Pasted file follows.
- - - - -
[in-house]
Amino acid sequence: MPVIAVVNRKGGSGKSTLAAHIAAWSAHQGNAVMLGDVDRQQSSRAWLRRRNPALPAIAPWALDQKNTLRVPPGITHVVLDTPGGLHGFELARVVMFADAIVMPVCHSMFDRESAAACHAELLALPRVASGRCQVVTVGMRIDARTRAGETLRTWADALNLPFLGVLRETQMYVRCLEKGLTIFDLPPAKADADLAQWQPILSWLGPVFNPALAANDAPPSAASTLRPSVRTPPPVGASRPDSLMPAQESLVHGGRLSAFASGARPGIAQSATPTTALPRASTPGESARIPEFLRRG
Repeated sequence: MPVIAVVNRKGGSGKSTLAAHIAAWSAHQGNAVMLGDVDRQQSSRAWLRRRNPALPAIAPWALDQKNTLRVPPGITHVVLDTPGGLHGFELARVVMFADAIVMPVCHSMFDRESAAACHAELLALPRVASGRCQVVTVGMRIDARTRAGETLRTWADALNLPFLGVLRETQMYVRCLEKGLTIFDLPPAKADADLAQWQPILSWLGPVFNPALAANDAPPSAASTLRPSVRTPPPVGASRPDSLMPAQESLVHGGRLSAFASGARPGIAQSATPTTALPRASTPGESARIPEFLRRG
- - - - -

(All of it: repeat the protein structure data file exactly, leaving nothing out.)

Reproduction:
[in-house]
Amino acid sequence: MPVIAVVNRKGGSGKSTLAAHIAAWSAHQGNAVMLGDVDRQQSSRAWLRRRNPALPAIAPWALDQKNTLRVPPGITHVVLDTPGGLHGFELARVVMFADAIVMPVCHSMFDRESAAACHAELLALPRVASGRCQVVTVGMRIDARTRAGETLRTWADALNLPFLGVLRETQMYVRCLEKGLTIFDLPPAKADADLAQWQPILSWLGPVFNPALAANDAPPSAASTLRPSVRTPPPVGASRPDSLMPAQESLVHGGRLSAFASGARPGIAQSATPTTALPRASTPGESARIPEFLRRG
Repeated sequence: MPVIAVVNRKGGSGKSTLAAHIAAWSAHQGNAVMLGDVDRQQSSRAWLRRRNPALPAIAPWALDQKNTLRVPPGITHVVLDTPGGLHGFELARVVMFADAIVMPVCHSMFDRESAAACHAELLALPRVASGRCQVVTVGMRIDARTRAGETLRTWADALNLPFLGVLRETQMYVRCLEKGLTIFDLPPAKADADLAQWQPILSWLGPVFNPALAANDAPPSAASTLRPSVRTPPPVGASRPDSLMPAQESLVHGGRLSAFASGARPGIAQSATPTTALPRASTPGESARIPEFLRRG